Copywriters. The great scribes of marketing, wielding with their pens the power to compel their reader to act.
Sounds a little cynical – even manipulative – for a value-driven business, eh?
Let’s not chew over the ethics of copywriting (it’s been done). The key is to find a copywriter whose values align with yours. In the case of an integrous, ethical or value-driven business that means someone who cares that with great power comes great responsibility (FYI, our slant is idealism).
But why bother? If using a copywriter feels like going too hard-sell, why not write your stuff yourself?
Grab a cup of Joe, friends. We’ve got answers.
- The conscious AKA ethical consumer
As a value-driven organisation, your target market includes the Conscious Consumer (CC). Peaceful protesters minding the impact of their choices, voting with their wallets and demanding transparency. 30% of UK consumers now care about their purchase’s provenance, possibly explaining the ethical spending boom here (£81.3 billion last year).
In copywriting circles, much is made of people’s fears – the reasons they might not take the action we’d like them to – and the CC has a pre-determined list. Plus specific fears for each purchase/action. We’re talking lots of objections.
Copywriting doctrine (e.g. the 4 Ps) says the way to our reader’s heart/pocket is to allay fears and reassure, soothing our reader swiftly on to handshake stage.
Simplified like that, it can sound like coercion. But think about your own decision-making. It’s not news that people weigh up pros and cons before making a choice. How do we decide what goes on those lists? Consider the CC and their pre-determined fears:
The maker might not have been fairly paid. Is it organic? Can it even be recycled?
If unanswered, the cautious CC has little option but to put these in the ‘con’ box. Too many cons and the CC is gone, off on their quest to make informed, positive choices.
In short, your discerning target audience has many reasons not to consume. Respecting these and providing persuasive reasons to get in on your offering is a skill.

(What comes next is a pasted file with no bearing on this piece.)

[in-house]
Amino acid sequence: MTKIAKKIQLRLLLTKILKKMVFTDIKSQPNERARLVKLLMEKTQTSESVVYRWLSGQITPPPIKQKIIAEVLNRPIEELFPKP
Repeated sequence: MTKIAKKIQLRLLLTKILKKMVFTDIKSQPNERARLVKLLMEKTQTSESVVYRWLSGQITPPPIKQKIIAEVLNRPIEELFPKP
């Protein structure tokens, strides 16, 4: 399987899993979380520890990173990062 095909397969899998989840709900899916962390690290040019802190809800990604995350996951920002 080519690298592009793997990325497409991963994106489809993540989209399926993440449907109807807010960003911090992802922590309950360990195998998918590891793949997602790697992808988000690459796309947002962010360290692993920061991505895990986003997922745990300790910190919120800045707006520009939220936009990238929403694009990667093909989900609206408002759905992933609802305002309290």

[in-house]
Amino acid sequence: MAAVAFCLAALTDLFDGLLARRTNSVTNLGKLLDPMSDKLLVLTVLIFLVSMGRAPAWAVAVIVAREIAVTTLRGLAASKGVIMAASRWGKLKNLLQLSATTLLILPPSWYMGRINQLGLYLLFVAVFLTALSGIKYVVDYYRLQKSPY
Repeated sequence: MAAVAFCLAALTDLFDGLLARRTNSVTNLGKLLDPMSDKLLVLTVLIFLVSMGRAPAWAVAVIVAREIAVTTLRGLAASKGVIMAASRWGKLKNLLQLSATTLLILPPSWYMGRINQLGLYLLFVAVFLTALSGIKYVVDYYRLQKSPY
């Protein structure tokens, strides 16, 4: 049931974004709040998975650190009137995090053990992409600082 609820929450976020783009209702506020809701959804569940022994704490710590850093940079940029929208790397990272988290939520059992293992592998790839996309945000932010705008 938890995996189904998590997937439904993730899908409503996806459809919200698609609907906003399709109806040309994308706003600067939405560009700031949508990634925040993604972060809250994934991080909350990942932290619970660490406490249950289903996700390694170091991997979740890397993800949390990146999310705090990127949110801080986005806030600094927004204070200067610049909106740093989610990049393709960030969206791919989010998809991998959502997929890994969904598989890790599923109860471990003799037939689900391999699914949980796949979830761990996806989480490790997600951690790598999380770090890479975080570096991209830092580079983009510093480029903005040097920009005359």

Now, where might one find someone with that skill…? *Ahem*.
- Good messages deserve to be heard
There is a veritable universe of information at our fingertips. Breaking news rubs digital shoulders with videos of dancing cats. There’s an actual index of useless websites, but honestly? It barely scrapes the surface.
Your message – the one that underpins your organisation – must compete. Perhaps it’s about good working conditions for communities in rural Sri Lanka. Maybe it’s about changing society so that people aren’t disabled by the way it’s set up. It’s a good message and, while we love a dancing cat, it’s more important and deserves to be heard.
- Helping, not hurting
Marketing can be dirty, it’s true. It can also be honest and informative; the link in the chain that connects a person to something they desire or need.
Let’s return to our CC and imagine they need cleaning products (the house is getting grimey). CC browses, finds products that look the part, but alas! The information they need to convince them this choice is positive isn’t forthcoming, they err with caution and log off in a frustrated huff. The grime remains.
Copywriting done responsibly is an act of service; a signpost to something an informed chooser wants.[Hint to the CC: try Bio D]
- People with value-driven business aren’t always great at selling themselves
Anyone that’s written a CV knows that selling yourself can feel uncomfortable. Finding words to sell your organisation can be just as hard. We’re not fans of generalising, but the integrous business-folk we’ve dealt with tend to feel even squirmier than most at the thought of self-promo.
Even if you are comfortable bigging your business up, doesn’t mean you’re good at selling it. Also: writing well doesn’t make you a good copywriter. You probably wouldn’t cut your own hair (ok, you might…I do, sometimes). The point is that copywriting is a profession and if you don’t want a dodgy bowl-cut made of your copy, well. You’d better get in a professional.
Value-driven organisations have plenty keeping them busy. Keeping tabs on the impact they’re having – both positive and negative – is no mean task. Alongside the regular running of a business, that’s a pretty full plate.
A good copywriter will lighten the load. If you want words that speak to the conscious consumer, spread your good message effectively, connect your ideal client with what they want (your offering!) and ‘sell’ your organisation with integrity, look no further. Leave it with us, so that you can concentrate on doing your integrous thang.